This post is Singaporean parent-centric. I am writing this because there are parents asking for assessment books recommendations for their children going primary school next year. The first and third assessment books that I endorse here were suggested by the school’s bookstore when I first bought #1’s P1 textbooks. Having no experience in the primary school journey, I thought the primary school bookstore is the best bet to rely on. We have yet to engage tutors and I merely relied on the following books to guide my son. I saw results.
Targeting Mathematics – Student’s Companion (1A and 1B)
This book has been a great help. It follows the textbook very closely and sets the child’s foundation before moving on to the next level. Beyond the foundation section, there are a couple of questions in the reasoning and problem-solving sections to stretch the child further to develop a deeper understanding of the mathematical concepts.
This works great for my son to set his foundation right. However, for children in the fast track, this book is not challenging enough.
I move on to this book after my son established his foundation. The book is targeted to prepare the child for his half-year and final exams (or Holistic Assessments for the P1s and P2s). Honestly, I do not intend to finish the entire book. I pick questions accordingly to his test requirements. I gradually increase the difficulty level and skip the genius level ones! There is no point stumping him with something he obviously cannot understand even after a few rounds of explanations because it will only cause him to lose interest in the topic. Every child thinks and strives differently. If your child loves challenging questions, go ahead and finish the entire book.
I mentioned many times before that my son sucks in his Chinese. He started his P1 journey hating Chinese. While he still dislikes it now, he no longer attempts to evade doing his Chinese work. He hated it partially because he was weak on the subject.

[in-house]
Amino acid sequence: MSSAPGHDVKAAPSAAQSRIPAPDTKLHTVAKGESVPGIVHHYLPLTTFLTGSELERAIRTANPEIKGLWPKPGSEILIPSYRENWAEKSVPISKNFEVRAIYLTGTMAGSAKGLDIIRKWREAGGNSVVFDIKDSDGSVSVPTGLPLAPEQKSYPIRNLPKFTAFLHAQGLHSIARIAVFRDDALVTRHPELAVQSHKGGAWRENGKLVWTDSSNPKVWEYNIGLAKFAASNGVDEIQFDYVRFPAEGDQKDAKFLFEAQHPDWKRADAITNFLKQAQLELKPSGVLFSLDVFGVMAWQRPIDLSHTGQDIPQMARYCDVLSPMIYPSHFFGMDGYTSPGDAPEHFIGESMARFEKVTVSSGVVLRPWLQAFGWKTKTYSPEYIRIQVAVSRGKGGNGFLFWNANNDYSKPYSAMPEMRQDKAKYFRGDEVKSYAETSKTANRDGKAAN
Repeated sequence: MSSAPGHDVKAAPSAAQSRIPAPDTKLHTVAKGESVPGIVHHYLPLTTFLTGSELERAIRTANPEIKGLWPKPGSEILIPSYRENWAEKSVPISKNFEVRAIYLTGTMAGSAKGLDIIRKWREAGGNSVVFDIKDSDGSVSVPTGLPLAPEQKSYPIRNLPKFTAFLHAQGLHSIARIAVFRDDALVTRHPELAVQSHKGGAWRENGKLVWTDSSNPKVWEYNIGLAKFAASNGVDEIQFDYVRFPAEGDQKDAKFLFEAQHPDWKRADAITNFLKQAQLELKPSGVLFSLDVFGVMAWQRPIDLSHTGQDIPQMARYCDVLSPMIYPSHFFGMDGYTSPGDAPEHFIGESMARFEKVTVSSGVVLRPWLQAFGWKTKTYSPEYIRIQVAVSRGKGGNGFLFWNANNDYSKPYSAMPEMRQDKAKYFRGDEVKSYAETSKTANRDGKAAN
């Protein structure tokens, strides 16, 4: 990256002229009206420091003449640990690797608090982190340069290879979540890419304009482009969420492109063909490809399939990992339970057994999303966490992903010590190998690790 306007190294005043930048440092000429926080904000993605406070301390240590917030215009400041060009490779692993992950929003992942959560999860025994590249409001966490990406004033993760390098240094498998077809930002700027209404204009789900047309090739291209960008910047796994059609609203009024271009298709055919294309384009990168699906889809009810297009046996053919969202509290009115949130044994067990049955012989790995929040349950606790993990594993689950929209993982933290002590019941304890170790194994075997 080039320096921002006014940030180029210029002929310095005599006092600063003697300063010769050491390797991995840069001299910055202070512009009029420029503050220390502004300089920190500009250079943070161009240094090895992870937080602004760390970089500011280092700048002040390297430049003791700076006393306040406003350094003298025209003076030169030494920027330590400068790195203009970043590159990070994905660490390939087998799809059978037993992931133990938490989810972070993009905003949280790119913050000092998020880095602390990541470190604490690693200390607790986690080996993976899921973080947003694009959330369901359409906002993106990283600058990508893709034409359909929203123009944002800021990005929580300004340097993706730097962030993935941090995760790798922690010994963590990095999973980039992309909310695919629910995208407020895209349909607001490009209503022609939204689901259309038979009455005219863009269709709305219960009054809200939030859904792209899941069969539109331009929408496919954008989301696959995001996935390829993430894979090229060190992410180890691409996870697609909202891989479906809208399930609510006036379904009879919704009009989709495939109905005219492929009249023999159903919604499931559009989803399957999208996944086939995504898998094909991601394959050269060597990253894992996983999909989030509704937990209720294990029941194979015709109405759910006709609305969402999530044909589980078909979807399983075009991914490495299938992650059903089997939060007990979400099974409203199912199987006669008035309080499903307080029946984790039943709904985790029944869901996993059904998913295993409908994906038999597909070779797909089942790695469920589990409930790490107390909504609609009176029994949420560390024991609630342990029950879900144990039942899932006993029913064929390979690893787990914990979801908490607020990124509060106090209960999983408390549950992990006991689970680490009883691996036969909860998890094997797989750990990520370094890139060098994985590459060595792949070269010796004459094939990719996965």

The practice book I recommend here helps him gain confidence in his mother tongue such that he doesn’t loathe the subject anymore. Similarly, the book progresses together with the school’s textbook. The intensive practice refers to the 11 sections which a child needs to go through for each chapter. Each section has a different focus, from vocabulary to hanyu pinyin, strokes, listening comprehension, reading and comprehension.
The repeated drillings through the 11 sections helped my son to become conversant with the new words learned by the end of the practice.
Tips from my experience in guiding a P1 child who loathes Chinese.
Honestly, he was initially antagonised by the sheer thickness of the book and the number of questions he had to go through. I gradually got the hang of guiding him after a few months of struggling with him. The key for us is start revision early so that we can break the learning into manageable pieces. I also minimise his writing. I remember I didn’t like writing Chinese characters when I was very young and often got discouraged by the extensive amount of writing I had to complete.
When faced with an impending test, we start by familiarising the new words taught in the chapter via the flashcards provided by the school before attempting the book. We differentiate the words that he needs to know how to write and those that he must be able to read. I then assign him pages to practice depending on his condition that day. For instance, if he feels tired and listless, we will attempt the easier sections such as matching and filling in numbers. If he happens to be in tip-top condition, we will tackle the comprehension section or rearrangement of words into proper sentences. Once I think he is sufficiently competent in a particular chapter, I may skip the unfinished parts and move to something else.
Hopes my sharing helps.
Do you have any resources that help your child? Hope you can share with us.
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